Sharing an Early-Stage Breast Cancer Diagnosis

Four strategies that may help when telling people that you’ve been diagnosed with early-stage breast cancer.

A woman comforts her friend after talking about a breast cancer diagnosis.

Updated on May 27, 2024

When you are living with early-stage breast cancer, friends and family can be an important source of support. However, telling friends and family that you’ve been diagnosed with cancer can be challenging. You need to decide how much you want to share and be prepared for how a person may react to this news.

While everyone’s experience with breast cancer is different, the following strategies may help you feel more prepared when it’s time to tell someone about your diagnosis.

Give yourself the time you need

Learning you have breast cancer is an emotional experience, and it’s normal to feel overwhelmed. It’s also normal to feel sad, angry, distressed, frustrated, numb, or any other emotion. It can take time before you understand your own feelings about the diagnosis., and it may take a few days or weeks before you are ready to have a conversation about a diagnosis with people outside of your immediate circle.

Having some time to process your own response to the diagnosis can also give you room to decide who to tell, where to tell them, and how much detail you want to share.

Talk to your healthcare team

Breast cancer is one of the most common cancers—over 300,000 people in the United States are diagnosed in a given year. While living with breast cancer is different for everyone, the healthcare providers who treat breast cancer have experience in guiding people through the process of diagnosis and treatment.

You can ask your healthcare providers if they have any advice on talking to other people about your diagnosis. You can also ask about speaking with an oncology social worker. Oncology social workers are healthcare professionals who help people with cancer navigate the many different aspects of living with cancer—they can provide counseling, help you access resources, and answer questions about your diagnosis.

You can also ask your healthcare team about support groups for people with breast cancer. Talking to others who have their own experiences can be a valuable source of support and information, and it may help guide you when it’s time to talk to a friend or loved one about your diagnosis.

Be ready for questions

Before sharing your diagnosis with someone, decide where you want to have the conversation and how much detail you want to provide. Also decide what you do not want to discuss. It’s normal to feel more comfortable sharing certain details with some people and not others.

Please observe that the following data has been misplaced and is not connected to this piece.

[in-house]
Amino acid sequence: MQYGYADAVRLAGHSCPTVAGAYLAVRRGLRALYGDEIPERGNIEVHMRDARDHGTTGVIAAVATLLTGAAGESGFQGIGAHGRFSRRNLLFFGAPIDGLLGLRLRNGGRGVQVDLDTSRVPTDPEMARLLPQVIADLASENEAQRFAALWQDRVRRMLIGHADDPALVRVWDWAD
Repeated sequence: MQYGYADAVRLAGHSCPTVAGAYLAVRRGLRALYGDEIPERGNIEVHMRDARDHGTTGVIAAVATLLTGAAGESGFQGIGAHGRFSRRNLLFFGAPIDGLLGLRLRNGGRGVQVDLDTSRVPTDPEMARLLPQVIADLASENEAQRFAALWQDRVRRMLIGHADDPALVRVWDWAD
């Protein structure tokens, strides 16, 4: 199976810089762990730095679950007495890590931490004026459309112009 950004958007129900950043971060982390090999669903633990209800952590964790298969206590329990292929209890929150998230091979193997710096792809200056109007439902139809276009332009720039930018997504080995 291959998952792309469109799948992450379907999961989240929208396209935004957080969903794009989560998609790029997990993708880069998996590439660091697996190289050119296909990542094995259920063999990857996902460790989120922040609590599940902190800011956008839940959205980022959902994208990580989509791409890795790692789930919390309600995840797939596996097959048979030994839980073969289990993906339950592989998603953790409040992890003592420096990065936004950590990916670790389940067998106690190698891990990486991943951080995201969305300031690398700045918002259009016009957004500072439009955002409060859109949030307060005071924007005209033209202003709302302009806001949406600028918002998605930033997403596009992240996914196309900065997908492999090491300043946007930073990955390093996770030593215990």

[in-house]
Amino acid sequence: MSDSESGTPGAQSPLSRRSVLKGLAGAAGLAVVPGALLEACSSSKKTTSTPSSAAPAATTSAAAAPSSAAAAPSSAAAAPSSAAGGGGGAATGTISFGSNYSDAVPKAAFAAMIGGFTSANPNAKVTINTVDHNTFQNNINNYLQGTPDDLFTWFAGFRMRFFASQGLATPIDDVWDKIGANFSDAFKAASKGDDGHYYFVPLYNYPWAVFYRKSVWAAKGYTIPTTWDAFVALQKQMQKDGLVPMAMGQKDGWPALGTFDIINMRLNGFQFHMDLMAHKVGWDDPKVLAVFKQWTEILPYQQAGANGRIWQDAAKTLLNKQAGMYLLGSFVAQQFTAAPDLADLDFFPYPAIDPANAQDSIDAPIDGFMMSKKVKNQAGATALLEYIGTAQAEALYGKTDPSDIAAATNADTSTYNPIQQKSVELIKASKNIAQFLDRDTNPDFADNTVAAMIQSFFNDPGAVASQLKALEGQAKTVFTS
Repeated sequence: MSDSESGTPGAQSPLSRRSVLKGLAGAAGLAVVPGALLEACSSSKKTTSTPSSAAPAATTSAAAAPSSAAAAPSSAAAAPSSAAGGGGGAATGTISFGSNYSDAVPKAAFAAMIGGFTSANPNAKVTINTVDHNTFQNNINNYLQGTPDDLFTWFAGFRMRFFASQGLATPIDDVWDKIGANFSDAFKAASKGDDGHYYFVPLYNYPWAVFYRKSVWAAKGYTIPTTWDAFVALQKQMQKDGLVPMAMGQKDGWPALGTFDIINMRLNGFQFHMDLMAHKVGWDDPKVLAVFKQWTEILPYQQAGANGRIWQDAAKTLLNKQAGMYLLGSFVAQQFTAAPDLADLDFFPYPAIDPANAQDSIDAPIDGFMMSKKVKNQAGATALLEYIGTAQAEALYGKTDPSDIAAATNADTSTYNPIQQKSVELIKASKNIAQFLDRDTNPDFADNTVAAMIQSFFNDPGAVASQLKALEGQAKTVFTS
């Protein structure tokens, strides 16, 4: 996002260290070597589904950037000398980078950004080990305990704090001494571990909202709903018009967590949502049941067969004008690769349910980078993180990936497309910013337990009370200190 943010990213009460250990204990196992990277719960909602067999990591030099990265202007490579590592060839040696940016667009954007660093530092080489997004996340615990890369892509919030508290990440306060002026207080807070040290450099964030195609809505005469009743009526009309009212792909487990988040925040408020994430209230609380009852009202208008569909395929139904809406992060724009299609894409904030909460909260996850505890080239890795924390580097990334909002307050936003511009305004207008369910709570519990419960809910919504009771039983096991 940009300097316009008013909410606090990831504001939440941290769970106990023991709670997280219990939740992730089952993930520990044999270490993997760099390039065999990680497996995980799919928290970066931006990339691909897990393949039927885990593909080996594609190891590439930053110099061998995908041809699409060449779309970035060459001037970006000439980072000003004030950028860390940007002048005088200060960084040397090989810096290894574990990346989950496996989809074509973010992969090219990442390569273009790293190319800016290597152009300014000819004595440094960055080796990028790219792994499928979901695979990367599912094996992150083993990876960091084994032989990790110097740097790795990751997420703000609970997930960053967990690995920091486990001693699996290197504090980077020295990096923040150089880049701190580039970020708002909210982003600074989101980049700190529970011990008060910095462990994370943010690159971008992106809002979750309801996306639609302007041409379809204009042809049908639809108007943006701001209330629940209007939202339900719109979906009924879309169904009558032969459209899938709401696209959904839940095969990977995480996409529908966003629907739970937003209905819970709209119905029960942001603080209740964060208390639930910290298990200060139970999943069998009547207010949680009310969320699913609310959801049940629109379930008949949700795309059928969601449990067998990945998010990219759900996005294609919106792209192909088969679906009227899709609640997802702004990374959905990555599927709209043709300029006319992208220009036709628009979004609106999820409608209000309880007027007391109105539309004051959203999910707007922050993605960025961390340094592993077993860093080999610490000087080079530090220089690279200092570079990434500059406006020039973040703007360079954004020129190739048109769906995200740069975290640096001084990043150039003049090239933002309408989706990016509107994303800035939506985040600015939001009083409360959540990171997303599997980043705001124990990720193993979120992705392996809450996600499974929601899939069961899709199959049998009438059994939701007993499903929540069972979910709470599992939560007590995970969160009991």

Be prepared to answer questions, including questions about diagnosis and treatment. This is another area where talking with your healthcare providers is helpful. It can be difficult to talk to someone about your diagnosis if you still have unanswered questions yourself.

Also be prepared on how you want to respond if a person offers help. While it can be comforting to know you have support from others, you may not know what to say when someone asks what they can do. Spend some time thinking about how you might respond. And if you want or need help from someone, think about how you will ask.

It can help to have written notes to refer to during a conversation. It can also help to have websites or other sources of information to direct people to where they can learn more about the type of cancer you have—this can help you avoid having to explain the same things over and over again, which can take a lot of emotional energy.

Be ready for people to say the wrong thing

Learning a loved one has cancer is a lot to process, and most people will not be prepared for such a conversation. Even when someone says something that seems insensitive or unhelpful, try to assume the best intentions—but also be protective of your own feelings and emotions. Be upfront about what you need from someone. If you just need them to listen, ask them to listen without offering advice.

Article sources open article sources

Cancer Council Victoria. Telling other people you have cancer.
Living Beyond Breast Cancer. Emotional stages of a breast cancer diagnosis.
Leticia Sanchez, Nelida Fernandez, et al. Assessing the Expression of Emotions in Breast Cancer Survivors during the Time of Recovery: Perspective from Focus Groups. International Journal of Environmental Research and Public Health, 2022. Vol. 19, No. 15.
American Cancer Society. Key Statistics for Breast Cancer.
Molly Adams. 6 ways a social work counselor can help during cancer treatment. The University of Texas MD Anderson Center. February 16, 2022.
American Society of Clinical Oncology. Support Groups.
American Cancer Society. Telling Others About Your Cancer.

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